WordPress is Constantly Updated
Another great benefit of WordPress is that it’s constantly updated. WordPress has been updated 20 times this year — an average of almost two updates per month.
WordPress Supports Multisite and Multilingual Functionality
WordPress has supported multiple sites since version 3.0. Enterprise users are free to handle complex requirements from a single WordPress installation meaning there’s less overhead in terms of time and server resources. Multilingual solutions can also be easily enabled and specialized plugins such as WPML exist to handle every aspect of translating and deploying content. Check out this multilingual WordPress setup guide.
The WordPress REST API Opens It Up to a Wider Programmatic World
The WordPress REST API has the potential to change the platform forever and is slowly making its way into the core of the software.
When it finally lands, the REST API will enable developers to programmatically interact with the software in a completely new way. To cut a long story short, WordPress is increasingly an application framework that’s ready for enterprise use.
WordPress Doesn’t Force Companies to Work With One Vendor
Another great feature about WordPress is that its open source nature doesn’t tie enterprise adopters into hard to customize, black box solutions that are expensive to upgrade and force you to work with just one vendor. Enterprise clients have a wide variety of solutions providers to choose from.
WordPress is User-Friendly
One of the main selling points of WordPress over time has always been the friendliness of its admin interface. Navigation around the WordPress backend is intuitive, even to novices. All of this is a big selling point both in the context of internal users (not all of whom may be technical) and pitching the software to enterprise clients.
WordPress Offers Easy Role Management for Various Levels of Access
WordPress allows administrators to set varying levels of access for users via an easily extensible user roles and capabilities system. IT teams can make use of WordPress’ predefined roles to cover many common use cases and have the option of extending them at any time in order to handle custom requirements.
The Present State of WordPress on the Enterprise Level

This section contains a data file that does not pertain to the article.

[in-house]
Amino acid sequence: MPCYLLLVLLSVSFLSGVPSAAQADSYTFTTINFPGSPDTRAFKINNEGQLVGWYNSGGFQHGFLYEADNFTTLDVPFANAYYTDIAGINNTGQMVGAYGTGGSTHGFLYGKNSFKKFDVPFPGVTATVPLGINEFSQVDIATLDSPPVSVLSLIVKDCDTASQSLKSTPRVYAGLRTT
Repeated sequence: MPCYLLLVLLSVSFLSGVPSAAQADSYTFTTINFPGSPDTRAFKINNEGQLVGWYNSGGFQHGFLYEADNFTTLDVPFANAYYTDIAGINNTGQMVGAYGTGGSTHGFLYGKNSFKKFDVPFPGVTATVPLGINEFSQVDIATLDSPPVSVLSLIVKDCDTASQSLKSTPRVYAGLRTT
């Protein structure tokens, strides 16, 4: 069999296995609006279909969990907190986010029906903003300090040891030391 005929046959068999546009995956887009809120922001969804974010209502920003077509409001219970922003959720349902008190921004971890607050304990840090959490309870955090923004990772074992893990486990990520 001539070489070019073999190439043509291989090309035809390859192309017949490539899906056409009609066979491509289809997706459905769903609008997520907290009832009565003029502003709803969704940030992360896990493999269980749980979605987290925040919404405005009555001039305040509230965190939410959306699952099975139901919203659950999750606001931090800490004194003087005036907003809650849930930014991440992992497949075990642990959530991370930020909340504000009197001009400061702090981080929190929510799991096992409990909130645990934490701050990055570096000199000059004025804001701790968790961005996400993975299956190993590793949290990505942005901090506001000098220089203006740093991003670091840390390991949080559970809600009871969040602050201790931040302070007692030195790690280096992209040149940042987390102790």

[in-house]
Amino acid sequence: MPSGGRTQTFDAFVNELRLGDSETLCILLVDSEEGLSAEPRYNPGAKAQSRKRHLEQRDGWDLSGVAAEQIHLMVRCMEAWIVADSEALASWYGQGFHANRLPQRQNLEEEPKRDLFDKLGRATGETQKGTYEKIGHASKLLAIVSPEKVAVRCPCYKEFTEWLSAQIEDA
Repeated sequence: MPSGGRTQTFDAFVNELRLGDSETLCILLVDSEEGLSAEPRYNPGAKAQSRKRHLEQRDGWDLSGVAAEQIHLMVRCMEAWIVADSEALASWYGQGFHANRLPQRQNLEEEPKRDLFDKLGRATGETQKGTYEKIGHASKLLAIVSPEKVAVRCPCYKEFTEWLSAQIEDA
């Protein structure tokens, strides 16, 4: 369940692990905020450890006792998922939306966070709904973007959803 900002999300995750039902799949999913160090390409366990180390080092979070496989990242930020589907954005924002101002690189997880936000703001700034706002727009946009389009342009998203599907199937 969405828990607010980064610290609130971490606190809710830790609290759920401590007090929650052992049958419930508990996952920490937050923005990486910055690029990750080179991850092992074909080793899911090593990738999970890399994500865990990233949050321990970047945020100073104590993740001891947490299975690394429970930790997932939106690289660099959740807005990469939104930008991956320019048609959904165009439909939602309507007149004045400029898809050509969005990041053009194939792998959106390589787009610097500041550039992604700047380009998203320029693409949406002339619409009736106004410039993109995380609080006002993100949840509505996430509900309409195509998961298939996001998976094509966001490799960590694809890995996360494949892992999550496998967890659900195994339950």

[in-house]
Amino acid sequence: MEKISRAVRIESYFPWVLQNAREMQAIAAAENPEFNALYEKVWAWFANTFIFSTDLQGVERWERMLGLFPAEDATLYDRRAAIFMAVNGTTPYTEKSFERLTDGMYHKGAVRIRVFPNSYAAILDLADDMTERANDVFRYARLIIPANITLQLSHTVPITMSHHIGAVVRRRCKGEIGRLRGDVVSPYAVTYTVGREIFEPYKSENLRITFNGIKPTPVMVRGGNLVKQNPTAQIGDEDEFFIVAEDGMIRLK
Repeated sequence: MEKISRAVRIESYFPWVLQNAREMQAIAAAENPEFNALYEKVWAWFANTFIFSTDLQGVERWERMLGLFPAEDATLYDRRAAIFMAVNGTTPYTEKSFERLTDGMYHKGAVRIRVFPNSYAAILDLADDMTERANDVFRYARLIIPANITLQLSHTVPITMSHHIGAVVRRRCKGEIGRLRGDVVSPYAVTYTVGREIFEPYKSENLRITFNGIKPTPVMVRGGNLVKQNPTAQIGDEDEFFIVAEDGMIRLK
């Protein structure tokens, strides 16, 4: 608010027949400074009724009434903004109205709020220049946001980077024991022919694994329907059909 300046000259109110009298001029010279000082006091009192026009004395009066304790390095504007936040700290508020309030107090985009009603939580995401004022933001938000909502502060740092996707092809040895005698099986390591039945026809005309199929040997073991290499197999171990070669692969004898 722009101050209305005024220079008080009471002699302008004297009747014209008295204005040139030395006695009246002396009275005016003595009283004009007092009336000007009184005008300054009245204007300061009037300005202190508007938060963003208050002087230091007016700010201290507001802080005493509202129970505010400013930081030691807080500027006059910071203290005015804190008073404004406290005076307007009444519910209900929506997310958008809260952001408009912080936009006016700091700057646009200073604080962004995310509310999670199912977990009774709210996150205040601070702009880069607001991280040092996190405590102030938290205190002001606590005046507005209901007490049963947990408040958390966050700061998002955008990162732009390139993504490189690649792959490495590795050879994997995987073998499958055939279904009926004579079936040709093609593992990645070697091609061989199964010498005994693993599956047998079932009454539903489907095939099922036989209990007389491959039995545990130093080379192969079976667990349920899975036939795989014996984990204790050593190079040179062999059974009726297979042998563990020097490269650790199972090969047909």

To get more insights why WordPress is a good choice for enterprises, we asked Peter Slutsky – the Director of Platform Services at Automattic and WordPress.com VIP – about the present state of WordPress on the enterprise level.
A slew of high-traffic, enterprise websites are hosted at WordPress.com VIP and they receive a ton of feedback from their clients so we decided to find out a little more.
Q: What is the present state of WordPress on the enterprise level?
For the first couple years of WordPress, it was seen only as a blogging platform and it became prominent because of that application. However, WordPress has shifted and has made great strides over the past few years and now a wide majority of users are using WordPress as a full CMS, rather than just a blog.
Today, WordPress powers 26.6% of the internet and of that 26.6%, the majority of users are using WordPress as a full CMS. In that mix, there are many examples of enterprise-level sites across all major industries including media, finance, higher education, entertainment, politics, government – the list goes on and on.
Q: What are the specific advantages of using WordPress for enterprise?
There are many reasons why WordPress is such an attractive software solution in the enterprise space. WordPress is scaleable, flexible, affordable (in most cases, free!), and open source.
WordPress can power your mother’s cat blog or large pieces of the Mercedes-Benz, Sony Music, BBC America, The New Yorker, and Time websites. WordPress has iterative updates that don’t break previous versions – we call that backwards compatibility, which means that unlike, say, Drupal, you’re not having to rebuild a site from scratch in order to update the software.
WordPress also offers thousands of plugins and themes and there is a huge ecosystem and developer/design community that surrounds WordPress, so you can always find great talent to work on your site wherever you are in the world.
We’ve moved past the days of expensive proprietary software where companies and organizations are locked into pricey, long-term deals for content management systems that aren’t great. The future belongs to open source and, as the numbers show, WordPress is dominating that game in almost all areas.
Q. More and more highly visited sites are running on WordPress. To mention one example of the many – The New Yorker has migrated to WordPress. What do you think the reason for that success is?
The New York Times has actually used WordPress for a long time – they recently did some big updates and are using WordPress in some super creative ways – it’s been an exciting evolution to observe. Same thing goes for the Washington Post.